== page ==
• Capture and Keep Their Attention. They can't remember you if they're not listening. Instead of making an interviewer pay attention, focus on earning their attention and keeping them engaged. A great way to do this is by sharing relatable stories – particularly those that highlight your initiative or your ability to learn from mistakes.
  • Talk in Their Lingo. Speak in a language they understand. It's easy to fall into the trap of assuming everyone has the same knowledge base as you. This leads to miscommunication. Be mindful of your audience's understanding and adjust your language accordingly. If you're not sure about their familiarity with a topic, simply ask!
  • Make Them Believe You. Use details to make yourself believable. The secret to telling believable stories is to focus on the details. If you've truly experienced something, those specifics – what you saw, heard, felt – will make your story ring true. Use descriptive language and, where appropriate, a well-placed statistic to make your audience believe you were there.
  • Get Them to Care. The easiest way to get an interviewer to care is to demonstrate how hiring you directly benefits them. Tailor your message to their role:
    • Superior: Offer to take on tasks, freeing up their time for strategic work.
    • Peer: Emphasize collaboration, knowledge sharing, and cross-training.
    • Subordinate: Highlight your ability to mentor and provide growth opportunities.
  • Provide more specific details and examples when discussing past experience. Sharing metrics, timeframes, technologies used, testing approaches, lessons learned, etc. helps evaluate your skills more fully.
  • When describing challenges, also discuss exactly how you addressed and resolved them. Demonstrating your problem-solving abilities is important.
  • Connect your past experiences more directly to the job requirements. Explicitly point out relevant qualifications and skills.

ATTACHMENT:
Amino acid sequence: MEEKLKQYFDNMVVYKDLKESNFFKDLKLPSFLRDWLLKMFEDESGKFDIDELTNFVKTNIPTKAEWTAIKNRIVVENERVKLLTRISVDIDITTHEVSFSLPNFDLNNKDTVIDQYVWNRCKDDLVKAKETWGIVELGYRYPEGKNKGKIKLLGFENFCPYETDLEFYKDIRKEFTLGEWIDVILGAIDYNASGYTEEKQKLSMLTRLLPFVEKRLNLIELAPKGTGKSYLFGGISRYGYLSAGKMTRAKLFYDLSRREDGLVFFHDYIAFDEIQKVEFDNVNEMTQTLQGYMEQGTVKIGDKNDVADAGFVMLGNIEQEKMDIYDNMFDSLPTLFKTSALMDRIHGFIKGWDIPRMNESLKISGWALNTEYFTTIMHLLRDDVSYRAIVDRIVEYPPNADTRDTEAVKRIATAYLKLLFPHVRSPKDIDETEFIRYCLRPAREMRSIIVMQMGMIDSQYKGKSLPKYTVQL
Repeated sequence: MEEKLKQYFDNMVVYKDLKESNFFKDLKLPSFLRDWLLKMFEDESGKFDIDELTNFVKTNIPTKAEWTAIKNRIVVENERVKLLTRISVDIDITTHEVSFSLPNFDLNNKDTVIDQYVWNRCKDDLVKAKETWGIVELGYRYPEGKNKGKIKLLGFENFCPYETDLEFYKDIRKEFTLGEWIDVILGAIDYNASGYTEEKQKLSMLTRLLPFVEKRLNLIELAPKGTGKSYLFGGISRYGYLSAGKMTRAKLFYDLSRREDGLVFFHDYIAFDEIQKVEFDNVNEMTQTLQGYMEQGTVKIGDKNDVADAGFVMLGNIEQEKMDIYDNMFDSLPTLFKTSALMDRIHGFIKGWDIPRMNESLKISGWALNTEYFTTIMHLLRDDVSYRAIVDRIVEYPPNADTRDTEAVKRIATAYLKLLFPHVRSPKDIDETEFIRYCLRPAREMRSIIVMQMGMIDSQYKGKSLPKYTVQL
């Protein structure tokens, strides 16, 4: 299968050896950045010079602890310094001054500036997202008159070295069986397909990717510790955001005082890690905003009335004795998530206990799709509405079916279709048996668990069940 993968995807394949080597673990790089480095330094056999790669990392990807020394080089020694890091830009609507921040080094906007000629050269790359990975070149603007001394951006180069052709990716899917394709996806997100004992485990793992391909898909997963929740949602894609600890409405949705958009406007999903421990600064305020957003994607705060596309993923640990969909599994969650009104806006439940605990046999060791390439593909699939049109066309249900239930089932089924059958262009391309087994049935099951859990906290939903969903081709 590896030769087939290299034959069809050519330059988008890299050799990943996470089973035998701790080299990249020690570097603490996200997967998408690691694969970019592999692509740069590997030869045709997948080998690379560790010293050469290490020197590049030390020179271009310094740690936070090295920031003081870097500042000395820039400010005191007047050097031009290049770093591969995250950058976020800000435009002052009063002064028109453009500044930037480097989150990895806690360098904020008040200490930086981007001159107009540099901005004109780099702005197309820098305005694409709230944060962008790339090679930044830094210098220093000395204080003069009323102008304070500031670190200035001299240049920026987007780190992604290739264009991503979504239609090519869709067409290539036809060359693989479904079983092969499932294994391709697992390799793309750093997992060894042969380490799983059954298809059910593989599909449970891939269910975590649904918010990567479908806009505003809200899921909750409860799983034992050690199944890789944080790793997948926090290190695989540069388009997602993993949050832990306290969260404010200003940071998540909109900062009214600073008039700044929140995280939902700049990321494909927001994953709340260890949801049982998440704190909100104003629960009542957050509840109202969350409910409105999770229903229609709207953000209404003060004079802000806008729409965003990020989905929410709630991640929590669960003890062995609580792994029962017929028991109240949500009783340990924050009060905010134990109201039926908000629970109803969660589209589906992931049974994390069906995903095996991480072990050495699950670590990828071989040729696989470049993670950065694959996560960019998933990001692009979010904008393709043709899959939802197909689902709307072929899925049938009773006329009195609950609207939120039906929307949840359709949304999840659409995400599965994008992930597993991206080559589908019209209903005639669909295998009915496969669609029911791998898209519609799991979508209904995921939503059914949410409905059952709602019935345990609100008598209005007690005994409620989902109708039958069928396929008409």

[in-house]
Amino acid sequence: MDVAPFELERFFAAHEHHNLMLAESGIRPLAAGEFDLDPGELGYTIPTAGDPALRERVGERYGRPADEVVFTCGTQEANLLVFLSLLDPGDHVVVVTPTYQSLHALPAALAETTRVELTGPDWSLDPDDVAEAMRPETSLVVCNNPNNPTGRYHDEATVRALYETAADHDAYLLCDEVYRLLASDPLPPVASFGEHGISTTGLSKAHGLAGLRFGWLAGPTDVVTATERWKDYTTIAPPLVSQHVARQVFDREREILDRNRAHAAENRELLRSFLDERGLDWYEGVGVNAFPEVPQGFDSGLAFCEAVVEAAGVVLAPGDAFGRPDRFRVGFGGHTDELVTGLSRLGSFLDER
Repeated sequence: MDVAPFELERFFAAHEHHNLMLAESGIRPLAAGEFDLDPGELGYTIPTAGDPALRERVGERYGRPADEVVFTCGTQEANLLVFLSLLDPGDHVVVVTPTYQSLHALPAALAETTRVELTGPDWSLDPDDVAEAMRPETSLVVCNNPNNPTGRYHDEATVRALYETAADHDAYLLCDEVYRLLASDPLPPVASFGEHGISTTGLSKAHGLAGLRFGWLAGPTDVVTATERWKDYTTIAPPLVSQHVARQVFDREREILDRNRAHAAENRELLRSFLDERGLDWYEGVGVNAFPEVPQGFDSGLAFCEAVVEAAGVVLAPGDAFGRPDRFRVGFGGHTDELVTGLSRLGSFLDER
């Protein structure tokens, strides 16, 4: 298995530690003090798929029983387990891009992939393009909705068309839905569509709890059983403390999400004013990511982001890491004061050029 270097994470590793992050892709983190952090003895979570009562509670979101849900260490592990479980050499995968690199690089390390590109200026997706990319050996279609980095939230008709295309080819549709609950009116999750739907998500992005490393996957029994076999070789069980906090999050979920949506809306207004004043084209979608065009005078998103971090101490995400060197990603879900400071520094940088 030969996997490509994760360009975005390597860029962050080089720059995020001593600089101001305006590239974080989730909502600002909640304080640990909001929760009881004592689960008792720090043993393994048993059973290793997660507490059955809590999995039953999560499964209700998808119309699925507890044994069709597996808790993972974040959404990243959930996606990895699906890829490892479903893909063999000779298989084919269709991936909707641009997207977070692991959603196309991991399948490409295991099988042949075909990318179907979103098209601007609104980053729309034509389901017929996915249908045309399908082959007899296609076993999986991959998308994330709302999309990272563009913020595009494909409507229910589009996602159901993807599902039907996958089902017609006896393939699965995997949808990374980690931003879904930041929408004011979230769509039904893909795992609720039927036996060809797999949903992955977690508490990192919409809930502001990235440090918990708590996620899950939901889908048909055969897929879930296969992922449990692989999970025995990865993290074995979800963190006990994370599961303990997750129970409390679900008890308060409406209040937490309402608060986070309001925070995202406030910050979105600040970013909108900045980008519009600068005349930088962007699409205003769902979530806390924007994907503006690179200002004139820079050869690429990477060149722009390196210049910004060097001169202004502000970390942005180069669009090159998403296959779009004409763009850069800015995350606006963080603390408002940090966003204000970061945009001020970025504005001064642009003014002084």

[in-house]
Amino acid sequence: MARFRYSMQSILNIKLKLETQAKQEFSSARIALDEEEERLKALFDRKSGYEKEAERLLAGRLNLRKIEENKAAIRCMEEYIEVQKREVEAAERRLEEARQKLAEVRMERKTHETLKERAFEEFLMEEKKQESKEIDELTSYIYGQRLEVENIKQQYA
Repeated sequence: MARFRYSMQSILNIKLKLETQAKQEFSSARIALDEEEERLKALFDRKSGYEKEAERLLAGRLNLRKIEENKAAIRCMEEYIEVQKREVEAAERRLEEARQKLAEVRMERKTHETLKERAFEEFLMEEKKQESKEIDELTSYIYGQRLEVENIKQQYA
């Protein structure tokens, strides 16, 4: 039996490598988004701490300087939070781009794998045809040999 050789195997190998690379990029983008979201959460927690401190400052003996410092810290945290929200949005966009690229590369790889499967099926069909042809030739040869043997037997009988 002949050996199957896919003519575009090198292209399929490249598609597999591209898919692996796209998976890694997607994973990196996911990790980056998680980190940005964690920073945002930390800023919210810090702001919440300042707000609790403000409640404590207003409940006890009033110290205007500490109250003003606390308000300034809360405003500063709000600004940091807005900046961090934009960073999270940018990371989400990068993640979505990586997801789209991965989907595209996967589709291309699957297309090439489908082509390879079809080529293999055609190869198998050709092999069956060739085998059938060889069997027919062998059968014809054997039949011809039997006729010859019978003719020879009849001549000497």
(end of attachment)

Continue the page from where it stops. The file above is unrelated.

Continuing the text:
• Ask follow-up questions too when given responses. Help continue the dialogue and evaluate critical thinking.
  • Practice anticipating potential follow-up questions on your answers. Come prepared to discuss your experience in more depth.
  • For areas like large projects, have a specific complex example or challenges prepped to draw from.

Body Language

Have you ever heard of the 7-38-55 rule where 7% of communication is based on the spoken words, 38% on voice/tone, and 55% on body language.

  • Smile
  • Stand
  • Shake Hand
  • Positive Tone with Authority
  • Repeat their Names
  • Situp Straight
  • Smile When Listen
  • Mildly Nod
  • Eye Contact
  • No Arm Crossing
  • Proper Empathy Face
  • Eye Contact
  • Lean to engage
  • Use proper tone to ask questions
  • Thank You at the end.
  • Never Lean Back on Chair

White boarding/coding questions

  • Ask clarifying questions and/or for examples before diving into code.
  • At the whiteboard, allow for ample room to write. Start from the top of the whiteboard. Try to leave space between the lines in case you have to go back and add lines in the middle.
  • You understand basic syntax, rules of the language being used, and what is actually going on with the code.
  • Walk through the solution with 1-2 example inputs.